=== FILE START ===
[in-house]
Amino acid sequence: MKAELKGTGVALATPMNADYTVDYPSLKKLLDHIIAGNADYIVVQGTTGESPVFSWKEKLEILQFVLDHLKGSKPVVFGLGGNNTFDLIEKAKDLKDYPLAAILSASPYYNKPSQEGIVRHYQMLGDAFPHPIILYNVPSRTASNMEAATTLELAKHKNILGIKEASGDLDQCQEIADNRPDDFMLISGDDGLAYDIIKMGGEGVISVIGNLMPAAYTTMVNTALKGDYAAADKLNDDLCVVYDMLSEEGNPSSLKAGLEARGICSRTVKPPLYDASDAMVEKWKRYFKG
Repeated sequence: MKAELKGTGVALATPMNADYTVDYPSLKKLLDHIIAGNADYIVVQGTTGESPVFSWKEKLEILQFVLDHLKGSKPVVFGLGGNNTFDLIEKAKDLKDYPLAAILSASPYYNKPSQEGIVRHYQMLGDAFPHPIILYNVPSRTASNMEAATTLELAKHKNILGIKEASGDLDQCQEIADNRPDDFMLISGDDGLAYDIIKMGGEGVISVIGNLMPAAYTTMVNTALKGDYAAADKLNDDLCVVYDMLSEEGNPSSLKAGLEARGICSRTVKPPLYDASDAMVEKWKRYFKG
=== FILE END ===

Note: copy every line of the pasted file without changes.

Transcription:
[in-house]
Amino acid sequence: MKAELKGTGVALATPMNADYTVDYPSLKKLLDHIIAGNADYIVVQGTTGESPVFSWKEKLEILQFVLDHLKGSKPVVFGLGGNNTFDLIEKAKDLKDYPLAAILSASPYYNKPSQEGIVRHYQMLGDAFPHPIILYNVPSRTASNMEAATTLELAKHKNILGIKEASGDLDQCQEIADNRPDDFMLISGDDGLAYDIIKMGGEGVISVIGNLMPAAYTTMVNTALKGDYAAADKLNDDLCVVYDMLSEEGNPSSLKAGLEARGICSRTVKPPLYDASDAMVEKWKRYFKG
Repeated sequence: MKAELKGTGVALATPMNADYTVDYPSLKKLLDHIIAGNADYIVVQGTTGESPVFSWKEKLEILQFVLDHLKGSKPVVFGLGGNNTFDLIEKAKDLKDYPLAAILSASPYYNKPSQEGIVRHYQMLGDAFPHPIILYNVPSRTASNMEAATTLELAKHKNILGIKEASGDLDQCQEIADNRPDDFMLISGDDGLAYDIIKMGGEGVISVIGNLMPAAYTTMVNTALKGDYAAADKLNDDLCVVYDMLSEEGNPSSLKAGLEARGICSRTVKPPLYDASDAMVEKWKRYFKG